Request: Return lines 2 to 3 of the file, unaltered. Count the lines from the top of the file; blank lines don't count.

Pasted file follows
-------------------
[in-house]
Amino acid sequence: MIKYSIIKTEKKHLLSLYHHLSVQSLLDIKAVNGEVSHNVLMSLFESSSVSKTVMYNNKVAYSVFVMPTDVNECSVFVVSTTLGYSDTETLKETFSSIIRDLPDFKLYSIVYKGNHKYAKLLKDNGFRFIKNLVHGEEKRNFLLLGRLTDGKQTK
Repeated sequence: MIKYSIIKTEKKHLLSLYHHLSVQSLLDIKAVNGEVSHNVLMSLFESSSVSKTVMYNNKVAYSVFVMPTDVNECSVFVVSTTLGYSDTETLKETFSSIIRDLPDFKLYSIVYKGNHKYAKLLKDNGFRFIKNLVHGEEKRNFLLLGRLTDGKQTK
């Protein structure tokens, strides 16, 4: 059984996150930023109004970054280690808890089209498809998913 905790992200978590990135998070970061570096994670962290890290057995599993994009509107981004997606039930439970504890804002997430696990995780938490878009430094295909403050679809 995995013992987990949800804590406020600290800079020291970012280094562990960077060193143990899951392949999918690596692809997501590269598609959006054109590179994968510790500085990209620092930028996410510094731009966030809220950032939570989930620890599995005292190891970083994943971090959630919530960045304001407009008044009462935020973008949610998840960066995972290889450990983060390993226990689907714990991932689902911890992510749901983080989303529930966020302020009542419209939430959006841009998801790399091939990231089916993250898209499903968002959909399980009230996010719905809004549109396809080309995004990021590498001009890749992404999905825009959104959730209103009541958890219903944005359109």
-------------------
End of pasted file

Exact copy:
Amino acid sequence: MIKYSIIKTEKKHLLSLYHHLSVQSLLDIKAVNGEVSHNVLMSLFESSSVSKTVMYNNKVAYSVFVMPTDVNECSVFVVSTTLGYSDTETLKETFSSIIRDLPDFKLYSIVYKGNHKYAKLLKDNGFRFIKNLVHGEEKRNFLLLGRLTDGKQTK
Repeated sequence: MIKYSIIKTEKKHLLSLYHHLSVQSLLDIKAVNGEVSHNVLMSLFESSSVSKTVMYNNKVAYSVFVMPTDVNECSVFVVSTTLGYSDTETLKETFSSIIRDLPDFKLYSIVYKGNHKYAKLLKDNGFRFIKNLVHGEEKRNFLLLGRLTDGKQTK